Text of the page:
Trump delays increasing tariffs on Chinese goods previously set for March

Progress in trade talks with China are advanced enough that the US President has delayed the imposition of further tariffs on China.

Trump on tariffs: iPhone buyers can deal with price hike Ahead of this week's G20 meeting, Trump talks up tariffs on Chinese-made iPhones and MacBooks.

The boosting of tariffs imposed by the United States on certain Chinese goods from 10 percent to 25 percent has been delayed, US President Donald Trump tweeted on Sunday night.

"I am pleased to report that the US has made substantial progress in our trade talks with China on important structural issues including intellectual property protection, technology transfer, agriculture, services, currency, and many other issues," Trump said across a pair of tweets.

"As a result of these very productive talks, I will be delaying the US increase in tariffs now scheduled for March 1. Assuming both sides make additional progress, we will be planning a Summit for President Xi and myself, at Mar-a-Lago, to conclude an agreement. A very good weekend for U.S. & China!"

The increased tariffs on $200 billion-worth of Chinese imports were set to be imposed on March 1, and were previously scheduled to jump to 25 percent in January.

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The White House kicked off the process of putting tariffs and investment restrictions on Chinese companies in March last year, with Trump stating that an investigation by United States Trade Representative Robert Lighthizer had concluded China was using foreign ownership restrictions to require technology transfers from US companies to Chinese organisations, as well as conducting espionage to acquire intellectual property and confidential business information.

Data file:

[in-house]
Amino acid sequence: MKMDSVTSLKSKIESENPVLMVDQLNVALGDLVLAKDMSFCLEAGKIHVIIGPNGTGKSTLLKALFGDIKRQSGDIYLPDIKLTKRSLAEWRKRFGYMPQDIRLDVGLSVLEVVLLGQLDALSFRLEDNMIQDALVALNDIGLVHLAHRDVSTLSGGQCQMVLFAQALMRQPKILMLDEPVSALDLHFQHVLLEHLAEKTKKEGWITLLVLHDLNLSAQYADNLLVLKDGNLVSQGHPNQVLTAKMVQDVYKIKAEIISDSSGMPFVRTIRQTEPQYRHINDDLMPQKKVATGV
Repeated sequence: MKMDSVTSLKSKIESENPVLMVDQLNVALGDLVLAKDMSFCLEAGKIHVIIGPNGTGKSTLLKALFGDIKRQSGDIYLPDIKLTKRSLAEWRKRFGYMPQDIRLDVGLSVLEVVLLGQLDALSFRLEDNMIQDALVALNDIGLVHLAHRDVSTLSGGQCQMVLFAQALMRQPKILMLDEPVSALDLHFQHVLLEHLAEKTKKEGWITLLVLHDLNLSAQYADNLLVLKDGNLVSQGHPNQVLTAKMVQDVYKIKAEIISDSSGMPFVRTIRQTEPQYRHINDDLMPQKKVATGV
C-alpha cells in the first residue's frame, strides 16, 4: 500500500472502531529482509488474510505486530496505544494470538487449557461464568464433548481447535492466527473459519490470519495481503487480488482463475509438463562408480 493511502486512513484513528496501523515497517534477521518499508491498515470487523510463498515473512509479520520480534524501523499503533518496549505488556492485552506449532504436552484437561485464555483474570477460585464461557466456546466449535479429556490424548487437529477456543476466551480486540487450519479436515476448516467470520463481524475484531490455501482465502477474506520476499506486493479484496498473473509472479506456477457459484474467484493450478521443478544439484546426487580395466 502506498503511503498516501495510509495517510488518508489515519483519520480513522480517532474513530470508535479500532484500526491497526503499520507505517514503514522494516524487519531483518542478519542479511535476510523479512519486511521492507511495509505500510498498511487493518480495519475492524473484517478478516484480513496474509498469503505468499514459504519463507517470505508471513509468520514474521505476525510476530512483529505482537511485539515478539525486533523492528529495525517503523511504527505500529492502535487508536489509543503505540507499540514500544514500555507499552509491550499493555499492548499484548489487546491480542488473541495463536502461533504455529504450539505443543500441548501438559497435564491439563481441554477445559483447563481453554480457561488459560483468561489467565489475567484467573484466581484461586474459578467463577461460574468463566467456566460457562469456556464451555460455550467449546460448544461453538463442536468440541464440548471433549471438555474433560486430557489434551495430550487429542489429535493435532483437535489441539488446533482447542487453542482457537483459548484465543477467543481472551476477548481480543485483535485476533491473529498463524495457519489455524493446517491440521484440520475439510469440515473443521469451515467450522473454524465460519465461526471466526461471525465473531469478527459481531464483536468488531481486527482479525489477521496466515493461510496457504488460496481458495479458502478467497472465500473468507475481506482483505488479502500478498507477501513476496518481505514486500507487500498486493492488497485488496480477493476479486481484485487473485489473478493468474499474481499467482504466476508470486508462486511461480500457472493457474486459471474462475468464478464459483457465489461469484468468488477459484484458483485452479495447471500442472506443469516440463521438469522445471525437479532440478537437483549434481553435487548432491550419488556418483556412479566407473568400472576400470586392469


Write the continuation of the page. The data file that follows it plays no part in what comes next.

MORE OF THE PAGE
By June, both the United States and China levied tit-fot-tat tariffs on $34 billion worth of goods, and Trump made good on his pledge to escalate the trade war, directing Lighthizer to find another $200 billion worth of products to hit.

Come August, United States customs officials began collecting a 25 percent import duty on 279 Chinese goods valued at $16 billion, composed mostly of industrial products including steam turbines and iron girders.

At the G20 meeting in November, Trump said iPhone buyers could handle a 10 percent cost increase.

"I can make it 10 percent, and people could stand that very easily," he said, before reiterating that company should build factories in the United States.

"They have to open up China to the United States. Otherwise, I don't see a deal being made. And if it's not made, we will be taking in billions and billions of dollars."

Last week, Trump tweeted he wanted US companies to start work on 6G as soon as possible.

"I want 5G, and even 6G, technology in the United States as soon as possible. It is far more powerful, faster, and smarter than the current standard. American companies must step up their efforts, or get left behind," Trump wrote.

"There is no reason that we should be lagging behind on something that is so obviously the future. I want the United States to win through competition, not by blocking out currently more advanced technologies. We must always be the leader in everything we do, especially when it comes to the very exciting world of technology!"

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